Hayley Ollerenshaw, aged 32, of Belle Vue, started trying for a family with her husband, 36-year-old Craig, in September 2012.
By August 2014, the couple had failed to conceive and went to their doctor for help. After having blood tests, Hayley was told that she had polycystic ovary syndrome.
The condition, which affects five to ten per cent of women, means that the ovaries contain lots of small cysts, making it very difficult in some cases for sufferers to conceive. Symptoms can include irregular periods, weight gain and acne.
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Hayley said: “When I got the diagnosis it made sense. I’d always had acne and I’d put on weight rapidly. I’d gone up from a size eight to a size 16 in a year, but I just thought it was because I was comfortable in my marriage.
“It was hard because, as a woman, you think you will just be able to have a child. I was so upset, I told my husband to leave me and go and find somebody who could give him a baby - but of course he didn’t.”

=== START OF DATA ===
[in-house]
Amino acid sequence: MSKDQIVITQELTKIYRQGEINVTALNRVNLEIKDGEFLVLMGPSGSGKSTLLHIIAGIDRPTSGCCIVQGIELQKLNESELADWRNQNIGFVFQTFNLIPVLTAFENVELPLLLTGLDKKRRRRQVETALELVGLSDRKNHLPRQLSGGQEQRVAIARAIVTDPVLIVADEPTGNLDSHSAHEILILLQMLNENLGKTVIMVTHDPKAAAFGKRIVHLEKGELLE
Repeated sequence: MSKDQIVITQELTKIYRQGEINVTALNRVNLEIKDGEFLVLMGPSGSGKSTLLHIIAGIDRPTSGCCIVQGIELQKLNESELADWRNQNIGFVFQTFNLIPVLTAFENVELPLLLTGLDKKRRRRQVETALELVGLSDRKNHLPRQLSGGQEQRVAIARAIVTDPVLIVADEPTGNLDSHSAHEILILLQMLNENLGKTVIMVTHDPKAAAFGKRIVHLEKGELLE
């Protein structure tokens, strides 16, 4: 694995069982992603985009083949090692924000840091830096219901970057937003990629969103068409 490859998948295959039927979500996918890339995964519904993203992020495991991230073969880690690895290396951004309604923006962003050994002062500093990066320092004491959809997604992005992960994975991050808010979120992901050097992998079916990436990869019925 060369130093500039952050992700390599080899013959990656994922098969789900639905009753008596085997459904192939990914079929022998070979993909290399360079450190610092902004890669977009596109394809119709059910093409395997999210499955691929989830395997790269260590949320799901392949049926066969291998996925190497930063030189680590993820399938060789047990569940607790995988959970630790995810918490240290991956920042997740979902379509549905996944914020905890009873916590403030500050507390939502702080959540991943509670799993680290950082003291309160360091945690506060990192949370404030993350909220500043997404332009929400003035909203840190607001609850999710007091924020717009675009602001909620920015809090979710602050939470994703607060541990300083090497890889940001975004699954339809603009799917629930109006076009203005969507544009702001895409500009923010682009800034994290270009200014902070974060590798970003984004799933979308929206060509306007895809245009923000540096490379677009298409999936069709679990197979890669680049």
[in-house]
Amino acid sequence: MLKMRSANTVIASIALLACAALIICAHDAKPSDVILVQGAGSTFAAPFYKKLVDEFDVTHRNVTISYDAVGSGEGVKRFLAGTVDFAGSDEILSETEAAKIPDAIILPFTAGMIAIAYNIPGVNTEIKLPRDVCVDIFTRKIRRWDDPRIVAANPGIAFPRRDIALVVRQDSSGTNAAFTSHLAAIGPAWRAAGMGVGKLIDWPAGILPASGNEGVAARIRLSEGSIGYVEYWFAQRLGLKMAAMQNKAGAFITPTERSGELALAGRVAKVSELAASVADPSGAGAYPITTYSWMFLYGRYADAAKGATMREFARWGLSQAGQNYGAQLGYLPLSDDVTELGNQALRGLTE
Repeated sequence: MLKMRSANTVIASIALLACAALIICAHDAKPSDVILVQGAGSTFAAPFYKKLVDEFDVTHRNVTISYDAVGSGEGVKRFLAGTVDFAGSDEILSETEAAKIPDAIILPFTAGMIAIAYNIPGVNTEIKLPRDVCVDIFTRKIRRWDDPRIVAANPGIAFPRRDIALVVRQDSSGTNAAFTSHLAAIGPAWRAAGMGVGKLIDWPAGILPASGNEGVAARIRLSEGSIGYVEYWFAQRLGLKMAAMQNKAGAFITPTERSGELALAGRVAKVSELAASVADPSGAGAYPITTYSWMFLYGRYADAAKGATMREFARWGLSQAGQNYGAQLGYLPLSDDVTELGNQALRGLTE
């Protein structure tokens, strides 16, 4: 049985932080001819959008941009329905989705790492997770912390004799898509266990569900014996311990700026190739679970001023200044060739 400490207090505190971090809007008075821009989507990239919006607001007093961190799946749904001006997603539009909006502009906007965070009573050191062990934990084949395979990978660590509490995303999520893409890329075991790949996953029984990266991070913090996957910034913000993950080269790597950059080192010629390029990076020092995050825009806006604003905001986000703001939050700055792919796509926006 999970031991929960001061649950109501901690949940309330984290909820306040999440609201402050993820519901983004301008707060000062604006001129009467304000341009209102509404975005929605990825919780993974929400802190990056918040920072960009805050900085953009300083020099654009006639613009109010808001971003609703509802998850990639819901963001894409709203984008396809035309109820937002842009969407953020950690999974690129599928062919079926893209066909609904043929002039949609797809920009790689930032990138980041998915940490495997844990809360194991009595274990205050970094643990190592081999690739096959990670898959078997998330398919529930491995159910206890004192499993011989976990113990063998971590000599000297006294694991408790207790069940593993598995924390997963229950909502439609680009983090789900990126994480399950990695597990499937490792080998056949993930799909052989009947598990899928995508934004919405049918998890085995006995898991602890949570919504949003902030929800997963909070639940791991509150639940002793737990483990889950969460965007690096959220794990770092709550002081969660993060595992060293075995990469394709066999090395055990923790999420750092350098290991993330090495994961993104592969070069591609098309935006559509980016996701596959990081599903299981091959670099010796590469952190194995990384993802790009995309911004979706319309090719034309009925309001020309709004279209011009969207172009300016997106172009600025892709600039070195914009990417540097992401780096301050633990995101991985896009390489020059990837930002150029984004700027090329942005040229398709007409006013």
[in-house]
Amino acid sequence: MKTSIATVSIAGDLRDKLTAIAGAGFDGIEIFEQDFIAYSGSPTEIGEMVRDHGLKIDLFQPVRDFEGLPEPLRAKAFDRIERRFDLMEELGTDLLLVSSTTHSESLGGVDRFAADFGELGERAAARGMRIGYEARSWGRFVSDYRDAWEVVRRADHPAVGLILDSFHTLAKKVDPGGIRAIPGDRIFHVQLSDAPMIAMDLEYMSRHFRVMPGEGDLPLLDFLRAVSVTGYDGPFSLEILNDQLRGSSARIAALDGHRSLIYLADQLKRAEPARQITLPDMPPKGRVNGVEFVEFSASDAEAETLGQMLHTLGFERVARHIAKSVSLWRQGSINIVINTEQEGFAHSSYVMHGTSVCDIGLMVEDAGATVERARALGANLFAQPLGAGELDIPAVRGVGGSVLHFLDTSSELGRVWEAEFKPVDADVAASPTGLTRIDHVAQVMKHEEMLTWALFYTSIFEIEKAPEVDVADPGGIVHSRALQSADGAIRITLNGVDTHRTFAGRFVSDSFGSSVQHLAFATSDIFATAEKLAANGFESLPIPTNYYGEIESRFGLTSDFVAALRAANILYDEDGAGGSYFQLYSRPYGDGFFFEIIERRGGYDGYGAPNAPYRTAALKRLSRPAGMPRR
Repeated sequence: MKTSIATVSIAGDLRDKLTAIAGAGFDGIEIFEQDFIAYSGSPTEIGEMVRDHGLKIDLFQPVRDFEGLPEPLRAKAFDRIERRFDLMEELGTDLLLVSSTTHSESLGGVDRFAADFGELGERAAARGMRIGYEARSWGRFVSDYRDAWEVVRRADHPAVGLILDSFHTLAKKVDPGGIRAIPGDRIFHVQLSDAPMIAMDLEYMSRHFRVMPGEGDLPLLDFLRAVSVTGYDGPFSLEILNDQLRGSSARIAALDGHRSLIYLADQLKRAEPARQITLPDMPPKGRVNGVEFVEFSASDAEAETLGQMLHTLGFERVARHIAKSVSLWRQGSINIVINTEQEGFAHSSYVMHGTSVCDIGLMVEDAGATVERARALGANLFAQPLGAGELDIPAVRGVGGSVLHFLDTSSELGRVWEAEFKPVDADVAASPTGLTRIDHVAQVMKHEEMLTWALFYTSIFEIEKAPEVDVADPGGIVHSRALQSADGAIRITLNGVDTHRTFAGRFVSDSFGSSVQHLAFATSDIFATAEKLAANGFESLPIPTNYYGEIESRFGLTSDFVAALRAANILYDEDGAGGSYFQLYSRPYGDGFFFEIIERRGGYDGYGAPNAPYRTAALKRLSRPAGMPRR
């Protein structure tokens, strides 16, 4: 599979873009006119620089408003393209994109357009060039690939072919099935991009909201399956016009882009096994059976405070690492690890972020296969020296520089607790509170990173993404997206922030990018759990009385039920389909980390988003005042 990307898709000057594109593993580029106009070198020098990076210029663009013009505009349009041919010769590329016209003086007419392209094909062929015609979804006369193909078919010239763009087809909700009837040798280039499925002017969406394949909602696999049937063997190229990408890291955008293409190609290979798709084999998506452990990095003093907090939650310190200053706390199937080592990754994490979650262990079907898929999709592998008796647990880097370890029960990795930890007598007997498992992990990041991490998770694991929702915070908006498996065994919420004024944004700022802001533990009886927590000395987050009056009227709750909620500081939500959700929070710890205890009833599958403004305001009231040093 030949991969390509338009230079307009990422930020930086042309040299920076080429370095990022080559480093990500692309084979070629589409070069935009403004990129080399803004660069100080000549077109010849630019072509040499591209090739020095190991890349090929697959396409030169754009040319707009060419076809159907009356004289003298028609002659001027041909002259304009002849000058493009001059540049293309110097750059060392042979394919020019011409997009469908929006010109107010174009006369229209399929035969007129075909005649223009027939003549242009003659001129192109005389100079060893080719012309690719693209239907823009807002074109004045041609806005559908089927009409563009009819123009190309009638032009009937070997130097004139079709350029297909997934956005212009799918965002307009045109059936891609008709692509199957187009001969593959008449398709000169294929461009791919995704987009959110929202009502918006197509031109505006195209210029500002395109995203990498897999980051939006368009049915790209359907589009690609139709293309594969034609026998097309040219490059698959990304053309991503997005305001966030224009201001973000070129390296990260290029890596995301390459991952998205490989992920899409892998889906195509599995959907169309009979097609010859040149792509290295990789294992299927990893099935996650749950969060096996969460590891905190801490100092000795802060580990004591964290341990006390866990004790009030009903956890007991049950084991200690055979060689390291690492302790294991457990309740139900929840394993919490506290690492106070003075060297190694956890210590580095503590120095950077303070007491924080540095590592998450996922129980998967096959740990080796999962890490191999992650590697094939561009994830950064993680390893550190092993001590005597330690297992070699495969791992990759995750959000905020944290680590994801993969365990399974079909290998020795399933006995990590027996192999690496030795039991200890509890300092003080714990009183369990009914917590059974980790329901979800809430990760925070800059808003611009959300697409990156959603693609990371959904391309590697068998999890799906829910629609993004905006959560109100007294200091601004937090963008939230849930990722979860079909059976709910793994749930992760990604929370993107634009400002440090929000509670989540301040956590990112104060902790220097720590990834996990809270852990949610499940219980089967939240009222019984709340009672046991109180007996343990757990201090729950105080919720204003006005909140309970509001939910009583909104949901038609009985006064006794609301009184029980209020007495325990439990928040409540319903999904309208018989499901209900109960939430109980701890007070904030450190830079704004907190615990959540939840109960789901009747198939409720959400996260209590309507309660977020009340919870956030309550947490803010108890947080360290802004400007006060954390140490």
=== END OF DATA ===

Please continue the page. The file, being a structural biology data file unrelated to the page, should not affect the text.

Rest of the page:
Hayley was offered free IVF treatment, funded by the NHS, in June last year. She underwent the procedure at the CARE Fertility Clinic in Nether Edge, Sheffield.
Last August, Hayley was overjoyed to discover she was pregnant, and little Scarlett Rose was born in April.
“I felt very lucky. We couldn’t have afforded IVF ourselves, and without it we wouldn’t have had Scarlett.
“There’s no guarantee it’s going to work either, we were so fortunate that it worked first time for us.”
Hayley’s elation was somewhat short-lived, as the pregnancy and birth brought problems.
“I had morning sickness right up until I went into labour and she was overdue by a week. I had a very long, difficult labour and she was poorly when she was born. She got an infection and we couldn’t hold her for three days.”
Luckily, Scarlett made a full recovery and her proud parents took her home three days after she was born.
“I still can’t believe she’s here. We love her so much. She’s amazing.”
n Visit www.nhs.uk for details of polycystic ovary syndrome and IVF.